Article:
Condition treated

The most important point to remember is that everyone with a bowel problem can be helped and many can be completely cured.

It is never too late to get help with your bowel problems. If you would like some advice on how to approach your GP regarding your bowel problem do get in touch.

About Pruritus Ani

Pruritus ani is itching around the opening of the back passage (the anus). It is a common symptom and occurs more often in men than in women. It causes a strong desire to scratch the area, which often makes things worse.

Black and white picture of a woman's back, touching her as. The area of her as is being highlighted in red, representing pain.

Causes


In many patients no specific cause can be identified. The most common conditions associated with pruritus ani are:

Haemorrhoids
Large anal skin tags
Anal fistulae
Faecal soiling/incontinence
Anal fissures
Anal warts
Moisture from sweat, stool and slime

Difficult of inadequate local hygiene
Overzealous local hygiene with excessive use of irritating soaps or lotions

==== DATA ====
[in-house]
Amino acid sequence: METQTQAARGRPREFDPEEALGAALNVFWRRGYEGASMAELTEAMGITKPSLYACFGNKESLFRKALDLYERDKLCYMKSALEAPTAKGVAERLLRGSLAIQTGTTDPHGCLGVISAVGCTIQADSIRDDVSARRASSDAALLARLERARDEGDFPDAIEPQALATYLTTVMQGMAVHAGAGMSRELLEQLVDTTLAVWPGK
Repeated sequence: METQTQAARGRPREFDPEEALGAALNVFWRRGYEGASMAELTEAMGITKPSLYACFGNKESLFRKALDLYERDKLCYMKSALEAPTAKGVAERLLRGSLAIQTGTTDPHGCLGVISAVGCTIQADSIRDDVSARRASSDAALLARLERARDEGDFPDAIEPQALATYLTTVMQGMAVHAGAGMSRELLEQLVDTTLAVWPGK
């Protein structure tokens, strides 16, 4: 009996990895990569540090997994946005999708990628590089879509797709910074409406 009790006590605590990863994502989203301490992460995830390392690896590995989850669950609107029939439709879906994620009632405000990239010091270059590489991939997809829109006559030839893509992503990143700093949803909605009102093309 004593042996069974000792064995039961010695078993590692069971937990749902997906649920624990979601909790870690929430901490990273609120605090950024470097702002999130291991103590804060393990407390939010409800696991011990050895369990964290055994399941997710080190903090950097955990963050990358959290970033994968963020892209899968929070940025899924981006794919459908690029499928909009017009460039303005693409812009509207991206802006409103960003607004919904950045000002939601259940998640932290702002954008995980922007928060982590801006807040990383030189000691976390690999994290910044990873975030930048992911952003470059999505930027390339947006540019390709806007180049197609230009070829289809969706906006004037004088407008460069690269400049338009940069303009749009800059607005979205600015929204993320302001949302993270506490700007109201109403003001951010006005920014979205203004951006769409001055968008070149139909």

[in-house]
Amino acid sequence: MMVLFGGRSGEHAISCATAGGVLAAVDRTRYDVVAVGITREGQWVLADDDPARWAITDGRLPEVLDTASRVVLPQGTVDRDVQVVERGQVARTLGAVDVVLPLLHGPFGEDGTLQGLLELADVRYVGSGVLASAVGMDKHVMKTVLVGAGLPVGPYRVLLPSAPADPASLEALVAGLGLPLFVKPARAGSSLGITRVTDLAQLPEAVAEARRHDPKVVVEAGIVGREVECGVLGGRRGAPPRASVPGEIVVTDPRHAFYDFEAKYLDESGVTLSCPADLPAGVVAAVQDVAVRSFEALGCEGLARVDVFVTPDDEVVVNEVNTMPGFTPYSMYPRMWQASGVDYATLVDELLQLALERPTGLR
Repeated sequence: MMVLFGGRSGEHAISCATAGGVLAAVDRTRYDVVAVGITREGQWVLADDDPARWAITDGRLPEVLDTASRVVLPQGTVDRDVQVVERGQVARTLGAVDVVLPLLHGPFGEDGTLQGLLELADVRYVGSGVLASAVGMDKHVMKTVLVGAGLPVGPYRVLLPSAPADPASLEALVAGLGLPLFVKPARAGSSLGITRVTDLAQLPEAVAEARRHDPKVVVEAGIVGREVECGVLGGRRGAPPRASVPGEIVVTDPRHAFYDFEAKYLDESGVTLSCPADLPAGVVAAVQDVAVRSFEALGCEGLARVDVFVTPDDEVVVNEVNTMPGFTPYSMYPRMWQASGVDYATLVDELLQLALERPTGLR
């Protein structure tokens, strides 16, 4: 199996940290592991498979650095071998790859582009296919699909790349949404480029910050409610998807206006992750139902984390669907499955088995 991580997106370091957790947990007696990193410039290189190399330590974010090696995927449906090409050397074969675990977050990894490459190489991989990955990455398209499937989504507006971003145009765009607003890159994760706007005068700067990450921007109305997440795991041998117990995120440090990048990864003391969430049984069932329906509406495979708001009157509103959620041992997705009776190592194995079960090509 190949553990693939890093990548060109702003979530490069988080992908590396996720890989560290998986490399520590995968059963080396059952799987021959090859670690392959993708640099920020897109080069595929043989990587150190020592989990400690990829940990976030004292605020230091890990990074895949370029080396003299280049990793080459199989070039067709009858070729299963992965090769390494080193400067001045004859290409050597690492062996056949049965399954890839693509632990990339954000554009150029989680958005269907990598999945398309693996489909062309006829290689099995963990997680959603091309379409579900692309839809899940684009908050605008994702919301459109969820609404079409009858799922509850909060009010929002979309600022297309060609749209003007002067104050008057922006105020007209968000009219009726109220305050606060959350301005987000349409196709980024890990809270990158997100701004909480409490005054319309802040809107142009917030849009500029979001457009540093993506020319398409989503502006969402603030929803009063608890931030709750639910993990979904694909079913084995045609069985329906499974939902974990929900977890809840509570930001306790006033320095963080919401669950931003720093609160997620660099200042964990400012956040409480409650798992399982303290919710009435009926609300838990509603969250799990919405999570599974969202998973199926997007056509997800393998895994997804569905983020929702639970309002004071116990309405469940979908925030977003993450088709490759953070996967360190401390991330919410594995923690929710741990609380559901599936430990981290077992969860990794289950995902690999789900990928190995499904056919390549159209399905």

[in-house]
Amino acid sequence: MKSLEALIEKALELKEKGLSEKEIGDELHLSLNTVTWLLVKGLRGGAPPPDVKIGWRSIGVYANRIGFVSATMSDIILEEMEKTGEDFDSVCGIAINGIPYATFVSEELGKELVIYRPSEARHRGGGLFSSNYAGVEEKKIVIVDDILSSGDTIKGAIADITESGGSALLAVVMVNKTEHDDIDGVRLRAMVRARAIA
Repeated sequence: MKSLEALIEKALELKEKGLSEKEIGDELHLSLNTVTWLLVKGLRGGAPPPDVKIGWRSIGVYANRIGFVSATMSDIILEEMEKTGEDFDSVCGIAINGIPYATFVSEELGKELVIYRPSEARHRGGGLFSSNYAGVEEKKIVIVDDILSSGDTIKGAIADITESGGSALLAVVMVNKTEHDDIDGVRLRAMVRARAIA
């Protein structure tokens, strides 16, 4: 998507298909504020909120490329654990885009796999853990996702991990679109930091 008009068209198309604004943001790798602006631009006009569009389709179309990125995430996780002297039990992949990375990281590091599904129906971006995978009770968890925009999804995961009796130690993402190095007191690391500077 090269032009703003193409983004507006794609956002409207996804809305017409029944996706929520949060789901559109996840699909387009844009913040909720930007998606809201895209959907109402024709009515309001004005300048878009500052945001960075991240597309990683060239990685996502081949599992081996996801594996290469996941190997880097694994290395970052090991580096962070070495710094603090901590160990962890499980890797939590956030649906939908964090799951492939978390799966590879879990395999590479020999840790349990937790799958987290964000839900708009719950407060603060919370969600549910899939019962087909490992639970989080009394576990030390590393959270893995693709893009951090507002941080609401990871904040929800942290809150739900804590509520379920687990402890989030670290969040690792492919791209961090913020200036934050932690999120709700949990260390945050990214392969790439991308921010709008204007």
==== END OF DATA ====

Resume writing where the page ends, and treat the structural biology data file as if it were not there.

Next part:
Dietary factors (coffee, tea, spicy foods, alcohol, chocolate)
Parasitic infections (pinworms, scabies)
Skin conditions (psoriasis, lichen, dermatitis, Bowen’s disease)
Medical conditions (diabetes mellitus, liver disease, kidney failure, overactive thyroid)

Investigations


A thorough local clinical examination by an experienced specialist is generally sufficient to exclude any significant causes of pruritus ani.

Proctoscopy (examination of the anus with a small instrument) is often performed to examine the inside walls of the back passage.

Stool samples are useful in identifying parasitic or other infections.

Biopsies or skin scrapings are sometimes needed to exclude a significant lesion such as cancer or skin condition.

Treatment


The ultimate goal of treatment is to create dry, healthy, and intact skin.